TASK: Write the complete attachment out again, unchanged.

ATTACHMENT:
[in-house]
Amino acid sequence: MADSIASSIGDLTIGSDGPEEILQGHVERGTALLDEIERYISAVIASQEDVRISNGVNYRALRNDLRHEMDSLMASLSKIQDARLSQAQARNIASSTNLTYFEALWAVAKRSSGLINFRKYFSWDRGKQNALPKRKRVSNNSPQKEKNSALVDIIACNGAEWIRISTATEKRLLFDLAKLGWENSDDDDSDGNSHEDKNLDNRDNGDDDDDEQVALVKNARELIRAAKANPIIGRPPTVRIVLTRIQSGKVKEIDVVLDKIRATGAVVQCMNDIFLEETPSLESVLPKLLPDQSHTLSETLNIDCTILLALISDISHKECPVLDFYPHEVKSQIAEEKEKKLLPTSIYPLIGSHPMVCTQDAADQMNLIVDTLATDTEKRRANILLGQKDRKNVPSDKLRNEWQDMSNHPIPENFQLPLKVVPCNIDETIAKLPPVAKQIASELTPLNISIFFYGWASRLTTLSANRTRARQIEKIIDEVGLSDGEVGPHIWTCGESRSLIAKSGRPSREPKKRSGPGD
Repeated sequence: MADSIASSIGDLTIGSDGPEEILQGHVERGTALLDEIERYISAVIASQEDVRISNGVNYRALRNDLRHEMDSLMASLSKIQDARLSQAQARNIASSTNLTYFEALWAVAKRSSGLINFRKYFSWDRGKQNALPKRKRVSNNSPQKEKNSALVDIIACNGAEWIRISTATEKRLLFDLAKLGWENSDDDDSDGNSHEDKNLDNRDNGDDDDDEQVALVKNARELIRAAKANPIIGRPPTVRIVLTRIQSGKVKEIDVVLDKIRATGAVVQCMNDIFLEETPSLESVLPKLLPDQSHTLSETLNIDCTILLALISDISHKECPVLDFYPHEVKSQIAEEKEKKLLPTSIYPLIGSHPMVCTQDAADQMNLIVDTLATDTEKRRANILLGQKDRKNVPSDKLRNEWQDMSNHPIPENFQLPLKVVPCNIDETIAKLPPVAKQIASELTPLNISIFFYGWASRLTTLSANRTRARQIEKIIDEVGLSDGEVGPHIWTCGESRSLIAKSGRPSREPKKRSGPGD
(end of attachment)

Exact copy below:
[in-house]
Amino acid sequence: MADSIASSIGDLTIGSDGPEEILQGHVERGTALLDEIERYISAVIASQEDVRISNGVNYRALRNDLRHEMDSLMASLSKIQDARLSQAQARNIASSTNLTYFEALWAVAKRSSGLINFRKYFSWDRGKQNALPKRKRVSNNSPQKEKNSALVDIIACNGAEWIRISTATEKRLLFDLAKLGWENSDDDDSDGNSHEDKNLDNRDNGDDDDDEQVALVKNARELIRAAKANPIIGRPPTVRIVLTRIQSGKVKEIDVVLDKIRATGAVVQCMNDIFLEETPSLESVLPKLLPDQSHTLSETLNIDCTILLALISDISHKECPVLDFYPHEVKSQIAEEKEKKLLPTSIYPLIGSHPMVCTQDAADQMNLIVDTLATDTEKRRANILLGQKDRKNVPSDKLRNEWQDMSNHPIPENFQLPLKVVPCNIDETIAKLPPVAKQIASELTPLNISIFFYGWASRLTTLSANRTRARQIEKIIDEVGLSDGEVGPHIWTCGESRSLIAKSGRPSREPKKRSGPGD
Repeated sequence: MADSIASSIGDLTIGSDGPEEILQGHVERGTALLDEIERYISAVIASQEDVRISNGVNYRALRNDLRHEMDSLMASLSKIQDARLSQAQARNIASSTNLTYFEALWAVAKRSSGLINFRKYFSWDRGKQNALPKRKRVSNNSPQKEKNSALVDIIACNGAEWIRISTATEKRLLFDLAKLGWENSDDDDSDGNSHEDKNLDNRDNGDDDDDEQVALVKNARELIRAAKANPIIGRPPTVRIVLTRIQSGKVKEIDVVLDKIRATGAVVQCMNDIFLEETPSLESVLPKLLPDQSHTLSETLNIDCTILLALISDISHKECPVLDFYPHEVKSQIAEEKEKKLLPTSIYPLIGSHPMVCTQDAADQMNLIVDTLATDTEKRRANILLGQKDRKNVPSDKLRNEWQDMSNHPIPENFQLPLKVVPCNIDETIAKLPPVAKQIASELTPLNISIFFYGWASRLTTLSANRTRARQIEKIIDEVGLSDGEVGPHIWTCGESRSLIAKSGRPSREPKKRSGPGD